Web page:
In late September, as Saudi Arabia was celebrating its 87th anniversary, women were allowed into the King Fahd sports stadium for the first time. Because of the country’s specific laws that aim to segregate men and women in public spaces, women still had to use separate entrances than men and were seated in an order that placed them far from single men. This seemingly insignificant change made a world of difference to women in the kingdom. Reuters interviewed women during the celebration: “‘It is the first time I have come to the stadium and I feel like more of a Saudi citizen. Now I can go everywhere in my country,’ said 25-year-old Sultana, green and white flags painted on both cheeks as she entered the complex with her girlfriends. ‘God willing, tomorrow women will be permitted bigger and better things like driving and travel.’”
It took Saudi Arabia 87 years after being officially founded in their current state to give women the freedom to simply enter a sports stadium. Soon after this, the country announced that they were lifting their infamous driving ban in June 2018. This law banned women from driving, unless they wanted to be faced with arrests and other unfair consequences. With the recent lift of the driving ban, we are forced to question their motives. If the kingdom was actually passionate about liberating women in their country, wouldn’t they have lifted the ban sooner? Wouldn’t they have lifted the ban 30 years ago when women staged a protest, rather than taking away these protestors’ passports, jobs and physical freedoms?
Many have argued that King Salman and the royal family are using the ban lift as a diversion from their recently failed regional policies. The driving ban would serve as positive publicity and help gain the country some respect and a positive reputation. Robert Fisk writes, “And the act begat the headlines and the headlines begat a tweet from the President of the United States who himself begat a $110bn arms contract with the Saudis three months ago. And so it came to pass. For 24 hours, the world was told about the lifting of the driving ban rather than the chopping-off of heads, the arrest of human rights activists and the horrific war in Yemen.” It’s possible that the Saudi Arabian king and his heir do not care about the freedom of women, but lifted the ban for their own advantages.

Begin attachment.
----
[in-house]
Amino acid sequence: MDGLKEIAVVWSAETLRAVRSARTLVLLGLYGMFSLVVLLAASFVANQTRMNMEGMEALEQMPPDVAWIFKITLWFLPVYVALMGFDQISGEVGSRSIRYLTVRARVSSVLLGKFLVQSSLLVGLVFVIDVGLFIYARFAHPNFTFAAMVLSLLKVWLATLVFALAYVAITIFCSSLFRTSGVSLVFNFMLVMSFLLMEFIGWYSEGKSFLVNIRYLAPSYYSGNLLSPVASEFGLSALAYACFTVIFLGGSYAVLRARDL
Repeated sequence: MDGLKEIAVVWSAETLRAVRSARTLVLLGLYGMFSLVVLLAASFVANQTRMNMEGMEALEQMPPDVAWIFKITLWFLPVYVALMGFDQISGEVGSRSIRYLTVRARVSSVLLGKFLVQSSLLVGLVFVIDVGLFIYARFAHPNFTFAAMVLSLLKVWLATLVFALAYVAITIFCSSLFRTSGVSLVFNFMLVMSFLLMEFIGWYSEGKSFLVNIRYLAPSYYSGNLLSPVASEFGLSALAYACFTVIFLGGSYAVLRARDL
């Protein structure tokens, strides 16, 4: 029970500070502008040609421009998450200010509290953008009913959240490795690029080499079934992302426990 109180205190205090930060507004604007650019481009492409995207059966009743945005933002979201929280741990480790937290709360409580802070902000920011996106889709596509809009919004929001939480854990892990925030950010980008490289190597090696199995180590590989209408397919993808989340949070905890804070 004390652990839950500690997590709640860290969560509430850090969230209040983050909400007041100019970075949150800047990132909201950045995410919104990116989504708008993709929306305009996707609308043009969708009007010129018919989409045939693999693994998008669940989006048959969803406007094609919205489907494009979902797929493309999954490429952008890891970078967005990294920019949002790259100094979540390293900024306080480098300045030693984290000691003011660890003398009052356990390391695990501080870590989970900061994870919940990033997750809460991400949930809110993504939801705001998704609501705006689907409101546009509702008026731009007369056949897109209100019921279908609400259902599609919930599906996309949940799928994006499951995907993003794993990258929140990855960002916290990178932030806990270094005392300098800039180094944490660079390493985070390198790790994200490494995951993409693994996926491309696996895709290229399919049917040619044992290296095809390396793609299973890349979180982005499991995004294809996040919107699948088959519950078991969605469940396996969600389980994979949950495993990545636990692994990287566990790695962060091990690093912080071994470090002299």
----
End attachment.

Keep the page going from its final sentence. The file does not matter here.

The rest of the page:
While it shouldn’t matter that the ban lift might be a publicity stunt, it does. Although the announcement is something to celebrate for thousands of women, it’s much more complex than that. Sultana, quoted earlier in the Reuters article, said, “I‘m so excited to learn how to drive. This will be a big difference for me. I will be independent. I won’t need a driver. I can do everything myself." But there have already been threats made by men who learned that women would be driving alongside them. In the past, the men in power have stated that female drivers would distract male drivers, be sexually assaulted, be promiscuous, corrupt society and even have their ovaries damaged by driving. That mindset is unlikely to have suddenly changed now. Unless the Saudi Arabian kingdom is fully committed to protect and serve women equally, this ban being lifted is a disappointment.
If Saudi Arabia actually cared to empower women, they would also work toward completely ending guardianship laws. These laws require all women to have a male figure in her life that is responsible for making important life decisions. Women need permission for marriage, to travel and to obtain passports. According to Human Rights Watch, these laws have improved, but are still in place. Saudi Arabia still places restrictions on basic rights for women, showing that they are not fully committed to treating women equally. Although the driving ban being lifted is a step in the right directions, it may just be a publicity stunt, part of a larger scheme, which isn’t much to celebrate. The day when Saudi Arabia erases their systematic inequalities completely, they will have accomplished something significant.
Priyanka Bansal is a Rutgers Business School first-year double majoring in business and journalism and media studies. Her column, “Call for Change,” runs on alternate Tuesdays.
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